Whose Healthcare?

Challenging the Corporate Struggle to Rule Our System

Hugh Armstrong, et al.

Most Canadians reject a private health care system that is driven by the accumulation of profit, that limits people’s access to the size of their wallets and provides health in exchange for the risk of financial debt. Affordable public health care – for one’s own family and as a shared right with others – is something worth defending.

Defending public health care is not enough. It doesn’t prevent a slower ‘death by a thousand cuts.’ Indignant government campaign speeches against privatization only lead to more subtle forms of privatization – privatization by stealth. Even where privatizations are curbed, the rules under which hospitals are run are transformed so they reflect the thinking and practice of competitiveness and commercial values, not social values. Cutbacks may be checked today, but revived tomorrow after tax cuts or an economic downturn lead to budget deficits that ‘demand’ new restraints. Any problems in the health care system that do occur lead to public frustrations which are then politically manipulated to develop support for ‘repairs’ and ‘innovations’ (based on giving private corporations greater control over our health).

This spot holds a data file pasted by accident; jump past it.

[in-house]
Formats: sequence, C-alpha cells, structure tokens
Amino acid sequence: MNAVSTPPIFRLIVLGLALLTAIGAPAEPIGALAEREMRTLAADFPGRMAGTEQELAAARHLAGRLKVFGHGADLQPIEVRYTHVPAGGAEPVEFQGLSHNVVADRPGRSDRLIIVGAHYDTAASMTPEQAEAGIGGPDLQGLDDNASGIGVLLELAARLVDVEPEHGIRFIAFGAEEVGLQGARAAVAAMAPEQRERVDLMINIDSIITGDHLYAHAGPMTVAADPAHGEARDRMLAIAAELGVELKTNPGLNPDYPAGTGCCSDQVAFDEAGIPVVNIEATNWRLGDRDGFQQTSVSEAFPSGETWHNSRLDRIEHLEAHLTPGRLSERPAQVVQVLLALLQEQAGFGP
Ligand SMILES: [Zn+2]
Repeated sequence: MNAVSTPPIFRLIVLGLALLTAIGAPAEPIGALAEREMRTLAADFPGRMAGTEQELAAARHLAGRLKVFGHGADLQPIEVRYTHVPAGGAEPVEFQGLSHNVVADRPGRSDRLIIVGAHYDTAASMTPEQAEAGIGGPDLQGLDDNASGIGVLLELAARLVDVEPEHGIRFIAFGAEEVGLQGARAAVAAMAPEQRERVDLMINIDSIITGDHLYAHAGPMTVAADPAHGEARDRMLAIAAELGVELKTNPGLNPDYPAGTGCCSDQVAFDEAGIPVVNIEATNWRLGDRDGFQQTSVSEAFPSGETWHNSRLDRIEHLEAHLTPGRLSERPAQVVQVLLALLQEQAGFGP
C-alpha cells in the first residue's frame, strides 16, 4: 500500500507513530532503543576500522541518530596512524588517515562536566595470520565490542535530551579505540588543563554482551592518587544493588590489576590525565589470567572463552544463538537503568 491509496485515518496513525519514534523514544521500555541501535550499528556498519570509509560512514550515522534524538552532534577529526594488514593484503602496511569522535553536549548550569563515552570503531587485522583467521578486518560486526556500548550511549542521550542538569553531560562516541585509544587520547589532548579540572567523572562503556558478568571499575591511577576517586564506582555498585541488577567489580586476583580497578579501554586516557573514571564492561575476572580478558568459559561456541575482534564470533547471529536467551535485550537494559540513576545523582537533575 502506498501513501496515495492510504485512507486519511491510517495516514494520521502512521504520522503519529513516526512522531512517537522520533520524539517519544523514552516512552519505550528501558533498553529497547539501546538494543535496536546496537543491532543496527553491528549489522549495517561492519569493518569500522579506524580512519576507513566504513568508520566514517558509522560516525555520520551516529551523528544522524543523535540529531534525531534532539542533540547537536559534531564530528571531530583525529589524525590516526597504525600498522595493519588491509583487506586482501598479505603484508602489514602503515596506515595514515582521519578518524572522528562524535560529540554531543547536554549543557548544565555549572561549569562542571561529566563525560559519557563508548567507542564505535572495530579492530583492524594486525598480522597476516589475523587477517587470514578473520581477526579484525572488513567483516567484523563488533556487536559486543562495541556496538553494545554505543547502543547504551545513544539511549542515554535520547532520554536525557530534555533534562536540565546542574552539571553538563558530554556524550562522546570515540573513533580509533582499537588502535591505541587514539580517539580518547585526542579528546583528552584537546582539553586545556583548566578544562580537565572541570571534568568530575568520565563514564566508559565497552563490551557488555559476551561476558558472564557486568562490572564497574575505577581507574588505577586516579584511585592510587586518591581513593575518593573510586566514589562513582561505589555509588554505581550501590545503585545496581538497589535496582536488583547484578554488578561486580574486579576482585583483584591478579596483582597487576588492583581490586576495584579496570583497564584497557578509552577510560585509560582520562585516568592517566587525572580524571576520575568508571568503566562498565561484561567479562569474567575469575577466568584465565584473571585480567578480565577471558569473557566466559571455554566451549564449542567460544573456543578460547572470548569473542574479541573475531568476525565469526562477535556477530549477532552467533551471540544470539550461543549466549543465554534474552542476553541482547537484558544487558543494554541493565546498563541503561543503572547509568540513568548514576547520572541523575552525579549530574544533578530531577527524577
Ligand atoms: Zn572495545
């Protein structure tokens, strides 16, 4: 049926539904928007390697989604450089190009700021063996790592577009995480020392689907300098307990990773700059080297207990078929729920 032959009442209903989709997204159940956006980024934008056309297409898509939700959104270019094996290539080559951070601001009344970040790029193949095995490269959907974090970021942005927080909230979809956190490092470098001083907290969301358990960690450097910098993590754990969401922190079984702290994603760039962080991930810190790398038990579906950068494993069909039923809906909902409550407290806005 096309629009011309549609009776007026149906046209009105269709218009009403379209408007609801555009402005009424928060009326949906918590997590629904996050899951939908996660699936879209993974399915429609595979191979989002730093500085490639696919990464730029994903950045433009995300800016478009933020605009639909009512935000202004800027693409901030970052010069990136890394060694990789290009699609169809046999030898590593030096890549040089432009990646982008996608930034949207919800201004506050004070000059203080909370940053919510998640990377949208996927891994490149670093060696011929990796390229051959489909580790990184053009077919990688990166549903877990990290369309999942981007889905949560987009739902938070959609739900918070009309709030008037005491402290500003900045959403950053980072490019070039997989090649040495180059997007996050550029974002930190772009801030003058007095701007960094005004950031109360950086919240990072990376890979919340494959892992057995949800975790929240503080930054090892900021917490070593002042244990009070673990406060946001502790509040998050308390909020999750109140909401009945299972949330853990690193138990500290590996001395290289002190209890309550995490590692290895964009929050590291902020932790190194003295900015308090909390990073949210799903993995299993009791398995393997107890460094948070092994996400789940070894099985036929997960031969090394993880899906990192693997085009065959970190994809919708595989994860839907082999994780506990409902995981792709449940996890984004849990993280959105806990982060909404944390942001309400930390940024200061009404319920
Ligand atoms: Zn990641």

Socialist Interventions Pamphlet No. 4 – December 2005.

Sam Gindin was research director of the Canadian Auto Workers from 1974–2000 and is now an adjunct professor at York University in Toronto. He is co-author (with Leo Panitch) of The Making of Global Capitalism (Verso).

Hugh Armstrong is Distinguished Research Professor, Professor Emeritus of Social Work and Political Economy, at Carleton University.

Pat Armstrong is Professor of Sociology and Women's Studies at York University. She has published on a wide range of issues related to gender, health care and work.